Ionic Framework Review
Ionic Framework is an upcoming player to the game of hybrid mobile development frameworks. It leverages Apache Cordova to compile apps down to their native binaries, giving it the hybrid framework aspect. There are lots of apps that have been built by Ionic that are live in the large App Stores such as Sworkit, ChargeMap, and much more. Before I start this Ionic Framework review, I’d like to give a little insight into my own background on the framework.
Some Background Info…
I’ve been using Ionic for some personal side projects of my own, and I can say that I instantly fell in love with it. The amount of styles, features and functionality that you receive from Ionic right out of the box is fantastic. I had modal windows and action sheets setup in a brand new Ionic application within an hour of trying Ionic for the first time (tutorials to come in the future!). In addition to the modules that Ionic gives you, because Ionic is built around Cordova, it opens you up to Cordova’s vast plugin registry for hardware interaction. I can have a native-feeling application for iOS and Android ready within minutes, with camera functionality.
Below, you’ll find a brief Ionic Framework review with some of my personal pros and cons that I found while working with Ionic. Oh and before I start, I promise I’m not some Ionic evangelist who lives and breathes Ionic. I’ve just found it to be a really nice framework to work with!
Ionic Framework Review: Pros
Ionic View – Pro
In addition to the quick setup that Ionic brings to the table, there were a lot of things that I took a liking to. Ionic provides Ionic View, an application that functions similar to Apple’s TestFlight application. Ionic allows you to upload your applications to their server, then you and anyone else with your application’s App ID can view the application through Ionic View. I can see this as a handy tool for those that aren’t enrolled in Apple’s Developer Program, and would like to get some ideas of how their application might look on iOS. Ionic View can be downloaded on iTunes and Google Play Store.
Web Developers Can Be Mobile Developers (maybe?) – Pro
Some people might actually view this as a con, rather than a pro. I personally consider it a pro though, as I’m coming into the mobile game with a web development background. A framework like Ionic enables those with web development experience to now step into the world of mobile development. Because Ionic uses HTML, CSS, and JS to create a rich mobile UIs, it paves a nice bridge for web developers who are looking to get into mobile development (like myself!).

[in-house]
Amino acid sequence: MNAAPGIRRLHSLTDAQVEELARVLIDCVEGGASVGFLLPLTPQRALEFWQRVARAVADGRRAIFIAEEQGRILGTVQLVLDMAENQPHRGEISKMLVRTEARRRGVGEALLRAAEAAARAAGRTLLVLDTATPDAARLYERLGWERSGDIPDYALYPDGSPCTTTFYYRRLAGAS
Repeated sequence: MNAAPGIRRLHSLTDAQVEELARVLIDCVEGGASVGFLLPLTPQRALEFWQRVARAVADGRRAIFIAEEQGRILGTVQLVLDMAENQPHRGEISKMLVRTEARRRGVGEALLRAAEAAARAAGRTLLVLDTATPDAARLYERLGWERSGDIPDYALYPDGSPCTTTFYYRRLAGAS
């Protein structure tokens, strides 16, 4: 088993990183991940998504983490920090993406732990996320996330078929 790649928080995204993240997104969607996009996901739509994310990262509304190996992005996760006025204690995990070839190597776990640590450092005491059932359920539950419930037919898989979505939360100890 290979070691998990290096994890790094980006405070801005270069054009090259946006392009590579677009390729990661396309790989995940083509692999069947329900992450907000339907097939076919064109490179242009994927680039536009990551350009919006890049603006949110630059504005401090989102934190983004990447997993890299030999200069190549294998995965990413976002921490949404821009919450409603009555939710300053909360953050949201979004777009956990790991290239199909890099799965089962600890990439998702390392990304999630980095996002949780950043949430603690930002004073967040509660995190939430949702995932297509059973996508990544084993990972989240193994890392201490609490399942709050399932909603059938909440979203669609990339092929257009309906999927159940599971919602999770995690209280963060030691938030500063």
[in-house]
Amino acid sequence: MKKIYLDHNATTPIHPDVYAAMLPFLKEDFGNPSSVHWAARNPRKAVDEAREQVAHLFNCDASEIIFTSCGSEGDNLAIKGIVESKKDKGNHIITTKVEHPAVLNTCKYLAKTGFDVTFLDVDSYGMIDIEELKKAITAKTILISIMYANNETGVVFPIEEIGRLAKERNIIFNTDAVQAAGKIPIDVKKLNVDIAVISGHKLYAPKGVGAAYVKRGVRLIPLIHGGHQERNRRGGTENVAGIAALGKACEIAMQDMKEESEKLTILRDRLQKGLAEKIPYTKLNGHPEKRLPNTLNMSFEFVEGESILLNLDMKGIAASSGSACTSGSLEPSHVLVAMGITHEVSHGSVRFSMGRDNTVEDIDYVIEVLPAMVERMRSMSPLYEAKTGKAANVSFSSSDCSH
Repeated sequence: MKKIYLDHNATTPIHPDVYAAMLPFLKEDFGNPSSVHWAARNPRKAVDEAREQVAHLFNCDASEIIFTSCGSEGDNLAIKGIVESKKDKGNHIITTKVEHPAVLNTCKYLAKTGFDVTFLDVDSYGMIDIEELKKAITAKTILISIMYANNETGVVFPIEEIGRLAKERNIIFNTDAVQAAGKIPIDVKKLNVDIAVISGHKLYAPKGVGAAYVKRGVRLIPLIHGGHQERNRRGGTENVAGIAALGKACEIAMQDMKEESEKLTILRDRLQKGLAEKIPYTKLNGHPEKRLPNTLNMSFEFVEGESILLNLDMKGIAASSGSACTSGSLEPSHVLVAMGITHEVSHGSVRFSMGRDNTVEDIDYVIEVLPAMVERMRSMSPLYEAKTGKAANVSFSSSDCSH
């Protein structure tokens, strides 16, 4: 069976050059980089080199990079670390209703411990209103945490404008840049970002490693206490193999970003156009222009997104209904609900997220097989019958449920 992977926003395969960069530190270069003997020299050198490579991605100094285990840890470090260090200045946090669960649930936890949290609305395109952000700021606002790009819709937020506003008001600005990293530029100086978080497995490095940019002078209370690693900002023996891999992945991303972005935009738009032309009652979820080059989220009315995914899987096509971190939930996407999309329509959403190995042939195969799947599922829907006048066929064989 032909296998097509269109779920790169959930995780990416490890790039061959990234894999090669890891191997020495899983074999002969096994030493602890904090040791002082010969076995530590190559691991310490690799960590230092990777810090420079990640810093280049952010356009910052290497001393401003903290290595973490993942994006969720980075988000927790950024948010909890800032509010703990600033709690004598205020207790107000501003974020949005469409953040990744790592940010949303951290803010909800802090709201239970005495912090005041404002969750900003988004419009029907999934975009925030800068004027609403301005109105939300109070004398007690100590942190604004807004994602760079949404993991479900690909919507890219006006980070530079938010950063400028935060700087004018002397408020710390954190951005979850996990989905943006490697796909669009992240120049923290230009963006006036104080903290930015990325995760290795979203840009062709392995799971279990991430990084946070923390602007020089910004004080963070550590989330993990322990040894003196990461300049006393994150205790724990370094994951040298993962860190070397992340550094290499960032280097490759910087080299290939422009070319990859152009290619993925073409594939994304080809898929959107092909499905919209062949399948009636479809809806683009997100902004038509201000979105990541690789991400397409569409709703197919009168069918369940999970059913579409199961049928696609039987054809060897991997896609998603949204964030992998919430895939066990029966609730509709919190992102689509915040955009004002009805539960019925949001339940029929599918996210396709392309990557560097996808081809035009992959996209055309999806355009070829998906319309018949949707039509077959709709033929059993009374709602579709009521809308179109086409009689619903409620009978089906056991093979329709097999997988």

Large Community Base – Pro
Even though Ionic Framework is up and coming, what framework doesn’t have its quirks? Luckily, Ionic has a large user base and an active forum where developers flock to ask questions and to help each other. I found the community really helpful when trying to find solutions to small, one-off questions and problems that I was having when developing. The fact that it’s a dedicated forum makes me feel better as well – it means that the folks at Drifty (the makers) are devoted to keeping their users and to getting more people in to successfully use their framework.
Ionic Support Tools – Pro
In addition to the framework and Ionic View, Drifty has provided support tools called Ionic Analytics, Ionic Push, and Ionic Deploy. These services are meant to help you analyze app usage, test push notifications, and help you push updates faster to your testers. Faster updates mean less down time for the reviewing and approval process. However, despite how awesome these services are, they won’t be free. Drifty has started these tools off as free services during the Alpha period (right now), but as they mature and move further and further out of beta stages, developers should prepare to begin paying some money based on their application’s success.
Ionic Framework Review: Cons
Mobile-Targeted Only – Con
As you may have assumed, Ionic is a hybrid-framework that targets mobile development. Some users desire to use Ionic’s modules and directives for actual web applications, but Ionic doesn’t respond well to full web applications.
Despite the fact that Ionic intends to target mobile platforms, it still includes bits and pieces that one might want to use on a full-scale web application. The overall UI looks like a magnified mobile app since it’s meant to be interacted with through mobile device means. This doesn’t look completely horrible, but it’s obviously not preferred. If I was planning on making a web application, I’d probably stick with Bootstrap or Foundation.
Free, but not forever – Con
Ionic Framework is free right now – Ionic View, support services, and the framework itself. However, there are developers out there that are taking advantage of the extra services provided without knowing what Drifty is planning on charging for the services. That means that either the developers are going to have to dish out money to continue their use of these services or find (potential) cheaper alternatives. The framework itself will be free however, so I don’t see this being too bad of an issue.
I’ve enjoyed working with the Ionic Framework for hybrid-platform development. There have been some silly quirks here and there, but it’s been a pleasure to develop using their framework. If you’re someone who’s looking into development using a hybrid-platform framework, be sure to check Ionic Framework out, as there are many tools in the arsenal waiting to help jump start your development.
Not convinced by this Ionic Framework review that hybrid-platform development is right for you? Check out our survey to help you determine if PhoneGap/Cordova is the right set of tools for you.
Looking for Ionic Framework Consulting? Intertech’s Ionic Framework Consultant’s can help you meet your hybrid mobile development needs!